Izetta brings its persistent pacing issues into its latest entry. When the witch’s not fighting, she’s walking around town with her queen, with the now usual bits of foreshadowing inserted in between.
The twentieth century’s greatest legend, the one and only White Witch, also happens to be a pretty normal girl. She likes to do handiwork, have her tea time, and then go out for pie with her girlfriend. But since it’d be no fun if they got to anonymously savor the cake, a few blunders turn the visit into a very public appearance, complete with a speech from Finé. In the end it turns out into effective promotion for the ruler; she keeps a friendly, approachable image while also a giving a rallying harangue.
Short summary, right? The issue is that… it’s not representative of their importance in the episode. At all. Because the events written in the above paragraph make up a very large part of the episode, unfortunately. Izetta has always been slowly paced, but essentially took the issue to a new level by avoiding more pressing issues, only peppering interesting scenes here and there. The issue, of course, being that these scenes hardly lead anywhere due to their shortness (an issue far too regular in this series).
The main concern for the German side is, of course, capturing Izetta’s weakness. And Jonas has heard – he knows everything – and, unfortunately, has told the spy that he knows. Sieg is promptly informed by Koontz (a mysterious private detective) and manages to stop the mole… but eventually shoots Jonas himself. His character is thoroughly mysterious – he’s clearly German, but seems to know a few things about Jonas and his family (he saw the photo he’d lost) that force him to get rid of the boy, all in the name of Elystadt. More mysterious, he accepts to let both Finé and Izetta go to a conference in Britannia, essentially handing him the reins of the country for a few days.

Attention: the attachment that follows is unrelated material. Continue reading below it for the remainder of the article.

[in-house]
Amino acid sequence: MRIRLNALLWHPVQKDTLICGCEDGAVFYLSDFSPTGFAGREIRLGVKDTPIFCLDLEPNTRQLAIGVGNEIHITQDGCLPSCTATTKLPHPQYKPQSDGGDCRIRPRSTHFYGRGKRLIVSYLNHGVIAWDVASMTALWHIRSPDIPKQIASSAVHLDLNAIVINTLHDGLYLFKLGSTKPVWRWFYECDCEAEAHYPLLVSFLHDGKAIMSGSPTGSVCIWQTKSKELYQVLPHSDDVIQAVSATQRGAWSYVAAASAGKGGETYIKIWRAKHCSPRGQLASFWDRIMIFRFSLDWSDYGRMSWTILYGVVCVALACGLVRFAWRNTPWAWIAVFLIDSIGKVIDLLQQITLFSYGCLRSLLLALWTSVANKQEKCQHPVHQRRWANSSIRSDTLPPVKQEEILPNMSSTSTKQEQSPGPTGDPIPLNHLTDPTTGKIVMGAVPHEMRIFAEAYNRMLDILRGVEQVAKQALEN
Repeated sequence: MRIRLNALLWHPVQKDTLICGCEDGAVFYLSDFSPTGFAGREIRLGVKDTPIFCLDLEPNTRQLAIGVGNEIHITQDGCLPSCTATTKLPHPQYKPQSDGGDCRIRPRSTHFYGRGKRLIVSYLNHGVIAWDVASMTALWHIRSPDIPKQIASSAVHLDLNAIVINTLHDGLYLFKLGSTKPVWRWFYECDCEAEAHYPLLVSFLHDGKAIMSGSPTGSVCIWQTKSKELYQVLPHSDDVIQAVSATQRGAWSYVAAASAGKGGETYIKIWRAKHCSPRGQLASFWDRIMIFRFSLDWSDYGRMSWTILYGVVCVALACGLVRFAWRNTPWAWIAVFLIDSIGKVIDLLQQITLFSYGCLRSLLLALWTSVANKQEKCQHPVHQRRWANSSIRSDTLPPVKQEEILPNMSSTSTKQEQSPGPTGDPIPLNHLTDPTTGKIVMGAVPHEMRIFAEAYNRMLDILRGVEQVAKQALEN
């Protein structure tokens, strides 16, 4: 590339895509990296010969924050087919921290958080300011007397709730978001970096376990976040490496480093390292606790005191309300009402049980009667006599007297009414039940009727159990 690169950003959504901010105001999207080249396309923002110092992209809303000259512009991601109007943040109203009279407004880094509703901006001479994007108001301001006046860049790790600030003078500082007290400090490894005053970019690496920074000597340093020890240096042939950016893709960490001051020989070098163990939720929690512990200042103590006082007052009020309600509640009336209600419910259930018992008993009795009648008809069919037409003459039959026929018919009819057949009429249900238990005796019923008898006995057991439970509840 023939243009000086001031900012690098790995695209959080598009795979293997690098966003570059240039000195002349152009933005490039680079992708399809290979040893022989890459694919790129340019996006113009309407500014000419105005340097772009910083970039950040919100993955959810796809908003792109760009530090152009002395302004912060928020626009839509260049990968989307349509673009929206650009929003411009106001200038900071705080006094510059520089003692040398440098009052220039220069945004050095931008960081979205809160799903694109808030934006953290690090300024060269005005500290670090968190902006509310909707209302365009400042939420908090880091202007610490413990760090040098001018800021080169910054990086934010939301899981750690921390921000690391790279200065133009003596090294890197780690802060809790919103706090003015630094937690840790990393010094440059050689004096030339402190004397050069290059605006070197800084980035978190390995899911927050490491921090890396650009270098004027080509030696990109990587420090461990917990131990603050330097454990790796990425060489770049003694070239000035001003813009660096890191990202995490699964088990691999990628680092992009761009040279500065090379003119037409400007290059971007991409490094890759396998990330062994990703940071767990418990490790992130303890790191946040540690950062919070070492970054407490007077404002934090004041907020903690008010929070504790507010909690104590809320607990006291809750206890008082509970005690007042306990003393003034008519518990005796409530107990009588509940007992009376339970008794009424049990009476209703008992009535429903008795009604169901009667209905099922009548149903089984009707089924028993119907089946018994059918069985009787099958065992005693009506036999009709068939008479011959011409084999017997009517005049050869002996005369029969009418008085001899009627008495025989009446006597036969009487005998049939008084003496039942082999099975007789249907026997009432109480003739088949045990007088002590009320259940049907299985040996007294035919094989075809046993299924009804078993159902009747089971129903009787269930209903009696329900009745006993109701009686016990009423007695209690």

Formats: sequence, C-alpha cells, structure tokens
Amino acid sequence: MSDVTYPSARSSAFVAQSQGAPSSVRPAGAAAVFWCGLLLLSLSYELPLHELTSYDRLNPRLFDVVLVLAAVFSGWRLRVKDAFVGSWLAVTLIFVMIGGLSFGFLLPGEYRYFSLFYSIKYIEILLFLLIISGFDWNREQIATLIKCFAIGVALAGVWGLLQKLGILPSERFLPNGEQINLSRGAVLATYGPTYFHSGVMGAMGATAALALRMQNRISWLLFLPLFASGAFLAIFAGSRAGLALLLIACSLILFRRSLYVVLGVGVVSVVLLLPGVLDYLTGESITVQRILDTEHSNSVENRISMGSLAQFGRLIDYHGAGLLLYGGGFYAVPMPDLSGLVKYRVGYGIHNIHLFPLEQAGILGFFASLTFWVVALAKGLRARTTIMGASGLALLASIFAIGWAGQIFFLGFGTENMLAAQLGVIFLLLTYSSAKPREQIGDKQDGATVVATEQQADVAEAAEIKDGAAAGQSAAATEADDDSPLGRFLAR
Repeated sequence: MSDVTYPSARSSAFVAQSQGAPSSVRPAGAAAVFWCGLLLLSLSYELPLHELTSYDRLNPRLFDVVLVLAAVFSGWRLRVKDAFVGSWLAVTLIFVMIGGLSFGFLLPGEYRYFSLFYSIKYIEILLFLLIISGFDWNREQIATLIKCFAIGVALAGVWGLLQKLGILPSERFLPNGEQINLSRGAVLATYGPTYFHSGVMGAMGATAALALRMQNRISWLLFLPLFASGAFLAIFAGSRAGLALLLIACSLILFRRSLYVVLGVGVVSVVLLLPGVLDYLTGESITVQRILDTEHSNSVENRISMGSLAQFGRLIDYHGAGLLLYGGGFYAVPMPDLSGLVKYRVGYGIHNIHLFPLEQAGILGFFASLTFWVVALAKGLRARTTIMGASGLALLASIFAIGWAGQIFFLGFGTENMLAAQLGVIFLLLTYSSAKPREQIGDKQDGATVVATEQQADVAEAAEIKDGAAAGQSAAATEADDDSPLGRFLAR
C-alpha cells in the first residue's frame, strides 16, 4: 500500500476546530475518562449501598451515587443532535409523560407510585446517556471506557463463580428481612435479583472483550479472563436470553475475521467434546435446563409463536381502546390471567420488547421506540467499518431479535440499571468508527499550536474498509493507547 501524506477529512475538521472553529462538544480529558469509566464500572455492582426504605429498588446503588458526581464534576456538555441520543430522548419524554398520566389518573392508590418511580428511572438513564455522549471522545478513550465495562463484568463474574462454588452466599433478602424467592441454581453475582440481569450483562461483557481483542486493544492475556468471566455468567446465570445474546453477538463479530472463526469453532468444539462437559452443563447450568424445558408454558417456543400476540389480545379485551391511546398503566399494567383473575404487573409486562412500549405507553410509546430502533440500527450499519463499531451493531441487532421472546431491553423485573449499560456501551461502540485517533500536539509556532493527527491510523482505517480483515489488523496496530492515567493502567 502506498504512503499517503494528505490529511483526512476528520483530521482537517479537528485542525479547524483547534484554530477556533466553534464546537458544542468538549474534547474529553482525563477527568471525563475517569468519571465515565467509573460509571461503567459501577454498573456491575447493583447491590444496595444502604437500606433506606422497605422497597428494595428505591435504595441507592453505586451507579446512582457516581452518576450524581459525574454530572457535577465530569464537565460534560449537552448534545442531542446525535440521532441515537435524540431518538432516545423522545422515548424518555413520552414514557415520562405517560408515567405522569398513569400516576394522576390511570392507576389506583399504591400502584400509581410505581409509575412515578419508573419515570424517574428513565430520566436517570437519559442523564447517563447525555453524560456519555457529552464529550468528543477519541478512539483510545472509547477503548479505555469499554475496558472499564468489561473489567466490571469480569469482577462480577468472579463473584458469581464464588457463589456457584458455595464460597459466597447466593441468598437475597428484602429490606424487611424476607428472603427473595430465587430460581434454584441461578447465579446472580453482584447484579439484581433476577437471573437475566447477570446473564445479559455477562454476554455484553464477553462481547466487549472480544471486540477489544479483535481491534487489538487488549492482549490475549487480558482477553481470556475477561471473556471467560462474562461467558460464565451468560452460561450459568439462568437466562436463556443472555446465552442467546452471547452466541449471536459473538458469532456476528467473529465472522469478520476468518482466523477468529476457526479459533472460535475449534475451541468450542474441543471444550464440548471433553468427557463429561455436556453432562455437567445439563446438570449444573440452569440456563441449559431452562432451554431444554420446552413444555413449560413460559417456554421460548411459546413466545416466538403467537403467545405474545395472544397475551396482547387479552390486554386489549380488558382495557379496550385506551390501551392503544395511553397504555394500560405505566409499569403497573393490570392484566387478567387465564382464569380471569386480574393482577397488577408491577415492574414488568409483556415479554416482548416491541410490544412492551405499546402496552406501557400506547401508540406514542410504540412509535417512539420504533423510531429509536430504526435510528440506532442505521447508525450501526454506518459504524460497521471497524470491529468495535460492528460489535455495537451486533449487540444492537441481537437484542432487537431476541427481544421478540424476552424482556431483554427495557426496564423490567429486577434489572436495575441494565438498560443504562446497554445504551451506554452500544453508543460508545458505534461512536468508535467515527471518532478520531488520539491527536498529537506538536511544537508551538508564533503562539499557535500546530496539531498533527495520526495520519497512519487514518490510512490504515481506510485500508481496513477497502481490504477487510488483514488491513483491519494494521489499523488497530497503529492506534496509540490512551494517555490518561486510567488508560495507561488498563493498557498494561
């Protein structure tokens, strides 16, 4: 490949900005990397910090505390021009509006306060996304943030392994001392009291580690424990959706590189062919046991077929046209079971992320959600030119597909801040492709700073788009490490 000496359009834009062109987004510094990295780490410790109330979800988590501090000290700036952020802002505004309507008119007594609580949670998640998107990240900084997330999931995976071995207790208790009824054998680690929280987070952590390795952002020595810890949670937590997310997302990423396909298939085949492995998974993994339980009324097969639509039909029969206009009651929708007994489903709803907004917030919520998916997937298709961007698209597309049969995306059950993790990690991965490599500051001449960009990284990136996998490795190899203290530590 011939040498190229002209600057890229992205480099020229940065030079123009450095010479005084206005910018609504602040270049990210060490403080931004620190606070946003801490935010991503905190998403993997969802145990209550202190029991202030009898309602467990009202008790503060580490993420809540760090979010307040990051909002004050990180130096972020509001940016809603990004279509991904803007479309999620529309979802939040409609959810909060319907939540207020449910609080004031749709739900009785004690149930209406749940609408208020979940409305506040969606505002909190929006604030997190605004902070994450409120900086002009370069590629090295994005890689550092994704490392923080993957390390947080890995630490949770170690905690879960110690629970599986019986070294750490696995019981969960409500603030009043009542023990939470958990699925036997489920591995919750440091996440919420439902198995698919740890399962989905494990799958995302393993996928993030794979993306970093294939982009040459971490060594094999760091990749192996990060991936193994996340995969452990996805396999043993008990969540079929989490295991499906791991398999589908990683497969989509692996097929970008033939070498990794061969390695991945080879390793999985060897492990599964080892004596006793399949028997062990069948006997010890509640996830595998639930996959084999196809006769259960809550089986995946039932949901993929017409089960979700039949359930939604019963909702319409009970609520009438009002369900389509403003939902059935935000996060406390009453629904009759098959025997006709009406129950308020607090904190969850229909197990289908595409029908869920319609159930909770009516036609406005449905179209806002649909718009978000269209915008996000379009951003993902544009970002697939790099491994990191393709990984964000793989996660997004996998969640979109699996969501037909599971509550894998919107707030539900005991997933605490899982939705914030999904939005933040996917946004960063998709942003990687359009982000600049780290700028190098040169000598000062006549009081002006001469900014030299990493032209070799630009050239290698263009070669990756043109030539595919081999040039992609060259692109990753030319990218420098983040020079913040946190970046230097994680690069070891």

A few other intriguing things are on display, namely Berckmann’s entrance into Otto’s workshop (a long scene from which the only thing to learn is that the mysterious place may hold the secret of the Veile pass defeat as well as why his majesty so strongly believes in witches. The other main aspect is Ricelt giving Basler a new powerful plane to hunt the witch with, as well as the revelation of the former’s ambition to gain prestige of his own merit rather than his family name.
Relatively dull fluffy scenes that take too long, still all too mysterious character and plot points… Finé and Izetta head to Britannia for a possibly crucial outing, but we’re still feeling our way around this series. We know not of what Germania is plotting, or what Sieg may be up to. In fact, all we know is that there are two cute heroines living their lives while we just want Shuumatsu no Izetta to reveal itself to us faster. Maybe the next episode will be a turning point – we can only hope – but at the halfway point, there is simply too little to go on.
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